Proud Legacy: 150 Years of Western Art
May, Stephen, Southwest Art
This article is the first in a year-long series chronicling the development of the western American art movement. Next month, Stephen May focuses on the period 1900-10.
Few movements in human history have captured the popular imagination more than the taming of the American West. From the time of our nation's beginnings, the region west of the Mississippi has been viewed as a land of mystery and promise, a place to project dreams and ambitions, a symbol of the unknown and the future. The same zeal for land, freedom, and opportunity that incited Europeans to settle the East Coast impelled their descendants to push westward into uncharted areas-and stimulated artists to add impetus to that movement in the 19th century.
After the Louisiana Purchase of 1803 more than doubled the size of the United States and gave rise to the idea of Manifest Destiny, artist-explorers were inevitably drawn to the grand drama and tremendous panorama of the western frontier. With its boundless prairies, vast forests, enormous mountains, mighty rivers, and exotic Indian population, the West was a magnificent stage that challenged the best of the young nation's artistic talent.
Able and daring artists responded at first with careful renderings of the flora, fauna, terrain, and Native Americans of this unknown region. They were followed by increasingly skilled painters whose robust depictions of natural wonders and courageous settlers taming an immense continent helped shape America's sense of itself. Westward expansion, encouraged by our painters and sculptors, became a l9th-century article of faith, molding our democratic values of rugged individualism, self-reliance, ingenuity, and optimism about the future. By the time historian Frederick Jackson Turner declared more than a century ago that our frontier days had ended when we reached the Pacific, the West was fully ingrained in the national spirit and psyche.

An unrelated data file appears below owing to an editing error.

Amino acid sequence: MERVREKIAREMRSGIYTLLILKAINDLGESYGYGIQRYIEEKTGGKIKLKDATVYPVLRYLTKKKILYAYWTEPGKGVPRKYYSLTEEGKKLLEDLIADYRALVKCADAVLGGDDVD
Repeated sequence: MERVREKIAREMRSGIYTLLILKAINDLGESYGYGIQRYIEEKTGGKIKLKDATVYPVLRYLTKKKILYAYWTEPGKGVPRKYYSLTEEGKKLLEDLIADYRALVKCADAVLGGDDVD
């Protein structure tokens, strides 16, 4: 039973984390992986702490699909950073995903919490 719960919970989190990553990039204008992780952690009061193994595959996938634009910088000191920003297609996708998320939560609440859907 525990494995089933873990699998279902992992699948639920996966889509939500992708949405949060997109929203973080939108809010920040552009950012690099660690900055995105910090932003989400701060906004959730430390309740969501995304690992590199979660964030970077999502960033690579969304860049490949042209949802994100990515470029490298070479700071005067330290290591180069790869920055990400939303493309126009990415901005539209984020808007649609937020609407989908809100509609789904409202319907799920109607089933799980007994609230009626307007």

In recent years, revisionist historians have challenged those timehonored beliefs, pointing to the conflict, despoliation, and Indian displacement that accompanied westward expansion. Few have contested, however, the significance of the artwork that emerged from that central chapter in America's history.
Among the earliest white men who ventured beyond the frontier in the early l9th century were artists accompanying government survey expeditions. Two of the first trained artists to go West were Titian Ramsay Peale [1799-1885], youngest son of painter/museum pioneer Charles Willson Peale, and English-born Samuel Seymour [1796-1823], both of whom were part of Major Stephen H. Long's topographical expedition up the Missouri River and to the Rocky Mountains in 1819-21. Traveling thousands of miles in the company of soldiers and scientists, they recorded the indigenous people and scenic wonders of the Westincluding the first images of the Rocky Mountains, such as Seymour's engraving VIEW OF THE RocK MOUNTAINS.
Pursuing an even more ambitious mission, in 1837 artistnaturalist John James Audubon [1785-1851] visited Texas to document birds and animals. During visits to Galveston Island and Houston he observed and recorded such birds as the turkey vulture, white pelican, and whooping crane and animals like the American bison or buffalo, red Texas wolf, and Texas lynx.
The first extensive portrayals of Native Americans were executed in the 1820s by Charles Bird King [1785-1862]-not in the West but in Washington, DC. A New England native who trained in London, King was commissioned by the Bureau of Indian Affairs to make likenesses of Native Americans who were visiting the nation's capitol to negotiate treaties.
Between 1821 and 1840 King produced nearly 150 portraits of Indians from 20 tribes, which formed the nucleus of the National Indian Portrait Gallery that was destroyed in a fire at the Smithsonian Institution in 1865. Among the surviving oil paintings iS PEAHMUSKA (THE FOX CHIEF WENDING HIS COURSE). …